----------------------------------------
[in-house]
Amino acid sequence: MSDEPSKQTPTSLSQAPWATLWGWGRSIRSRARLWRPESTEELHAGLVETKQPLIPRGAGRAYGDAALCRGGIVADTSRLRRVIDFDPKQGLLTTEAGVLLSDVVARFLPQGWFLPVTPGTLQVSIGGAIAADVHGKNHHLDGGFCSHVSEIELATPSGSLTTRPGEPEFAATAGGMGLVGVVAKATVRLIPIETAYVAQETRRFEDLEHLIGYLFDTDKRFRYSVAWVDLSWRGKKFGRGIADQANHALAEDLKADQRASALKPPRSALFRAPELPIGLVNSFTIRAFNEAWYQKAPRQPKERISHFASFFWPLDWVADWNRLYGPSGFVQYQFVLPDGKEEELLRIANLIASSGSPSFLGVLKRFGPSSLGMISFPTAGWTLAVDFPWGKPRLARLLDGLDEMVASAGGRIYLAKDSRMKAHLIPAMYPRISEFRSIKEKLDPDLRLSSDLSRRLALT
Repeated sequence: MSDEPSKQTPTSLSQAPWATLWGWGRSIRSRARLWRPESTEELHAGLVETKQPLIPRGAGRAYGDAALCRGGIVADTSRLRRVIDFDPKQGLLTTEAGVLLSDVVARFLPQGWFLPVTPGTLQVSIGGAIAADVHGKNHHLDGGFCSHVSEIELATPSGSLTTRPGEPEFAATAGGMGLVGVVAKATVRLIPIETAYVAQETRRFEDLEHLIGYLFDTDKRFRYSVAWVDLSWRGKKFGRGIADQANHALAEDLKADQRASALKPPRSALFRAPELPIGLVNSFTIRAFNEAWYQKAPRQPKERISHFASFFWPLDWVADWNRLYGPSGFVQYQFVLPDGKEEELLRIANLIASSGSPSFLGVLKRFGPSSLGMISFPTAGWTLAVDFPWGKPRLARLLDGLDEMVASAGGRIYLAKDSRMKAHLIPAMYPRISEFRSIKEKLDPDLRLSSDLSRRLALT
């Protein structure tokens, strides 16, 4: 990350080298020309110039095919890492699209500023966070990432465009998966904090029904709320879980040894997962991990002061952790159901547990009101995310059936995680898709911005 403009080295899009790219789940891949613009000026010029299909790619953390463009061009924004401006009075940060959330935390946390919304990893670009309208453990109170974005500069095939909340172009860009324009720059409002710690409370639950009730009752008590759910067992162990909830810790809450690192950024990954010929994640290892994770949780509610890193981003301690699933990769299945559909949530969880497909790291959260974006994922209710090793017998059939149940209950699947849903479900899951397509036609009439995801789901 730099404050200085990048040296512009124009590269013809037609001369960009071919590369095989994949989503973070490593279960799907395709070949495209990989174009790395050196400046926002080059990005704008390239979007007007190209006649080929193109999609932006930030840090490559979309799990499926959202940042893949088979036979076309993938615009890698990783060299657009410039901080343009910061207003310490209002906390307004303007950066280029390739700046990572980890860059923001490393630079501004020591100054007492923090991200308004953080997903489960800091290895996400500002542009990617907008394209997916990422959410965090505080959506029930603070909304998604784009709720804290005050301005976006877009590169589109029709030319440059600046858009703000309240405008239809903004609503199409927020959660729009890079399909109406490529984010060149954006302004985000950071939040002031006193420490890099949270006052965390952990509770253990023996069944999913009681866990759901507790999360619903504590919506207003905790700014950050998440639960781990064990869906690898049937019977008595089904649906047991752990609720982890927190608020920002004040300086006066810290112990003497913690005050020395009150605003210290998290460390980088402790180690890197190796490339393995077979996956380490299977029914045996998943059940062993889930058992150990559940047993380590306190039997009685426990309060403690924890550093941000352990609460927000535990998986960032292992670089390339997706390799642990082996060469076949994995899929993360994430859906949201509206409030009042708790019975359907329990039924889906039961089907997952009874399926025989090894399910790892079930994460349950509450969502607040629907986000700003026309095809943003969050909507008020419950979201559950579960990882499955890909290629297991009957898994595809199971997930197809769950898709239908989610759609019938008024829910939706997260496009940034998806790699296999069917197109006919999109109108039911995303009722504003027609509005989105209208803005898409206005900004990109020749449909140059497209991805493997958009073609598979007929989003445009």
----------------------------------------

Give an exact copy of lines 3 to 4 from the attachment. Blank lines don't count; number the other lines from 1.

Repeated sequence: MSDEPSKQTPTSLSQAPWATLWGWGRSIRSRARLWRPESTEELHAGLVETKQPLIPRGAGRAYGDAALCRGGIVADTSRLRRVIDFDPKQGLLTTEAGVLLSDVVARFLPQGWFLPVTPGTLQVSIGGAIAADVHGKNHHLDGGFCSHVSEIELATPSGSLTTRPGEPEFAATAGGMGLVGVVAKATVRLIPIETAYVAQETRRFEDLEHLIGYLFDTDKRFRYSVAWVDLSWRGKKFGRGIADQANHALAEDLKADQRASALKPPRSALFRAPELPIGLVNSFTIRAFNEAWYQKAPRQPKERISHFASFFWPLDWVADWNRLYGPSGFVQYQFVLPDGKEEELLRIANLIASSGSPSFLGVLKRFGPSSLGMISFPTAGWTLAVDFPWGKPRLARLLDGLDEMVASAGGRIYLAKDSRMKAHLIPAMYPRISEFRSIKEKLDPDLRLSSDLSRRLALT
């Protein structure tokens, strides 16, 4: 990350080298020309110039095919890492699209500023966070990432465009998966904090029904709320879980040894997962991990002061952790159901547990009101995310059936995680898709911005 403009080295899009790219789940891949613009000026010029299909790619953390463009061009924004401006009075940060959330935390946390919304990893670009309208453990109170974005500069095939909340172009860009324009720059409002710690409370639950009730009752008590759910067992162990909830810790809450690192950024990954010929994640290892994770949780509610890193981003301690699933990769299945559909949530969880497909790291959260974006994922209710090793017998059939149940209950699947849903479900899951397509036609009439995801789901 730099404050200085990048040296512009124009590269013809037609001369960009071919590369095989994949989503973070490593279960799907395709070949495209990989174009790395050196400046926002080059990005704008390239979007007007190209006649080929193109999609932006930030840090490559979309799990499926959202940042893949088979036979076309993938615009890698990783060299657009410039901080343009910061207003310490209002906390307004303007950066280029390739700046990572980890860059923001490393630079501004020591100054007492923090991200308004953080997903489960800091290895996400500002542009990617907008394209997916990422959410965090505080959506029930603070909304998604784009709720804290005050301005976006877009590169589109029709030319440059600046858009703000309240405008239809903004609503199409927020959660729009890079399909109406490529984010060149954006302004985000950071939040002031006193420490890099949270006052965390952990509770253990023996069944999913009681866990759901507790999360619903504590919506207003905790700014950050998440639960781990064990869906690898049937019977008595089904649906047991752990609720982890927190608020920002004040300086006066810290112990003497913690005050020395009150605003210290998290460390980088402790180690890197190796490339393995077979996956380490299977029914045996998943059940062993889930058992150990559940047993380590306190039997009685426990309060403690924890550093941000352990609460927000535990998986960032292992670089390339997706390799642990082996060469076949994995899929993360994430859906949201509206409030009042708790019975359907329990039924889906039961089907997952009874399926025989090894399910790892079930994460349950509450969502607040629907986000700003026309095809943003969050909507008020419950979201559950579960990882499955890909290629297991009957898994595809199971997930197809769950898709239908989610759609019938008024829910939706997260496009940034998806790699296999069917197109006919999109109108039911995303009722504003027609509005989105209208803005898409206005900004990109020749449909140059497209991805493997958009073609598979007929989003445009």